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Use of stents to prevent strokes discouraged

October 19th, 2006 by

By Thomas H. Maugh II and Denise Gellene
Los Angeles Times

The increasingly common practice of preventing strokes by using wire-mesh stents to prop open neck arteries is much riskier than the traditional method of surgically removing plaque and should be curtailed, according to two large European studies.

Patients receiving the stents were nearly 2 ½ times as likely to have a stroke or die, French researchers reported today in the New England Journal of Medicine. The results were so clear, the researchers said, that they terminated the study prematurely and stopped using the stents.

In a larger German study reported earlier in October, researchers found a smaller, but statistically significant, increased risk associated with the stents and also called for a halt to their use.

Some American researchers, however, said the findings are in conflict with U.S. studies that showed the stents are safer than surgery.

Researchers on both sides are at a loss to explain why the findings are so different. Most agree, however, that a definitive conclusion may not be available until the completion of other studies, including a large study sponsored by the U.S. National Institutes of Health.

An estimated 700,000 Americans suffer strokes each year, and many are caused by the buildup of plaque in the carotid arteries, which provide blood to the brain.

The gold standard for treatment of the condition is surgery to remove plaque from the blood vessels, a process called “carotid endarterectomy.”

Two years ago, the Food and Drug Administration approved new stents designed for use in carotid arteries. Just like the larger stents used in coronary arteries to prevent heart attacks, the new stents compress the plaque and hold the artery open.

No one knows how many carotid-artery-stenting procedures are done each year, but they are growing in favor because they are less invasive, require a shorter hospitalization and are cheaper.

The French study at 30 medical centers, led by Dr. Jean-Louis Mas of the Sainte-Anne Hospitals in Paris, enrolled 527 patients who had at least a 60 percent blockage of the carotid artery.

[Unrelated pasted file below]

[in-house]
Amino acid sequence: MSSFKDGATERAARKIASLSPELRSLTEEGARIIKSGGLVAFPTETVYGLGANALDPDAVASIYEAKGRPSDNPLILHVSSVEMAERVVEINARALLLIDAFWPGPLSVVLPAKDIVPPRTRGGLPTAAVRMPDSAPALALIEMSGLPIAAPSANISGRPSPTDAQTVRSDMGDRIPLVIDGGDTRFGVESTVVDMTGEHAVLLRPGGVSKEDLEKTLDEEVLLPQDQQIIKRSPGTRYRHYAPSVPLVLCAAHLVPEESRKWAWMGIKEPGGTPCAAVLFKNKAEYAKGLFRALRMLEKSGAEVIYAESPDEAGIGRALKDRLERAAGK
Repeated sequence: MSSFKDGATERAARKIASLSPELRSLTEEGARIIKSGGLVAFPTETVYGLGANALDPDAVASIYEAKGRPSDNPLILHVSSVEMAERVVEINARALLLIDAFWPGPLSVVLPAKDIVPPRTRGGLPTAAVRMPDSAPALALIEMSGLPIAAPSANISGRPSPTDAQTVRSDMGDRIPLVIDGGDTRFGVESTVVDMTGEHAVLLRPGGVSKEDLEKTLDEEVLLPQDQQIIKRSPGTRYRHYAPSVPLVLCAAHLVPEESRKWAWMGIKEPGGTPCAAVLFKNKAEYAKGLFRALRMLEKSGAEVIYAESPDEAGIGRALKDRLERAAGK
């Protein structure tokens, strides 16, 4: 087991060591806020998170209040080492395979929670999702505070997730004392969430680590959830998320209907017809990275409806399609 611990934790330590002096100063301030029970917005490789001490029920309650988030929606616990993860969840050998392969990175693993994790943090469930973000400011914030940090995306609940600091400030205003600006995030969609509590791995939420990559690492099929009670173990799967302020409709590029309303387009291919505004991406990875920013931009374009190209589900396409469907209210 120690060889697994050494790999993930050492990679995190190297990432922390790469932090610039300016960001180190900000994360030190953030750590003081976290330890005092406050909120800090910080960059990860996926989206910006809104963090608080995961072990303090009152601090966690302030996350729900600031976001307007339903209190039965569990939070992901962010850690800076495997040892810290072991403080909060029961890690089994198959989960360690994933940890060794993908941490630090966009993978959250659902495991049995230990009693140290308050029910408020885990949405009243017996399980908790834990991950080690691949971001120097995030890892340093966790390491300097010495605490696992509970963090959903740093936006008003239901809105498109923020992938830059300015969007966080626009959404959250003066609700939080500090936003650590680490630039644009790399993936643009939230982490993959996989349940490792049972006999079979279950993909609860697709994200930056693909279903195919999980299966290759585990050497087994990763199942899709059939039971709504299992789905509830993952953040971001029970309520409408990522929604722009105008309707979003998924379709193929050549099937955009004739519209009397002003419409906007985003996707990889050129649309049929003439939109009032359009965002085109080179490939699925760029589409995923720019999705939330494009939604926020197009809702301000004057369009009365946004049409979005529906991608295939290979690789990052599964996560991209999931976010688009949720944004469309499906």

Half underwent stenting and half endarterectomy.

At the end of six months, 11.7 percent of the 247 patients who received a stent had suffered a stroke or died, compared to 6.1 percent of the 257 patients who underwent an endarterectomy.

The study was sponsored by the French Ministry of Health.

The German study, reported in the medical journal Lancet, enrolled 1,183 patients who were also suffering symptoms from their blockage. Dr. Warner Hacke of the University of Heidelberg and his colleagues at 35 medical centers found that after one month, 6.51 percent of those receiving a stent suffered a stroke, compared to 5.14 percent of those receiving an endarterectomy.

The trial, which was also halted early, was sponsored by several government and private agencies, as well as the companies who manufacture the stents. Hacke reported that he has received fees from Sanofi-Aventis, one of those companies.

The European results “are surprising given that the death and stroke rate after stenting seems higher than in previous U.S. studies,” said Dr. Spencer King of the Fuqua Heart Center in Atlanta, a past president of the American College of Cardiology.

A U.S. study of 334 patients, in contrast, found that 20.1 percent of those receiving endarterectomies had a stroke, a heart attack or died in the year after surgery, compared to 12.2 percent of those receiving stents.

Filed under: Health Care News |

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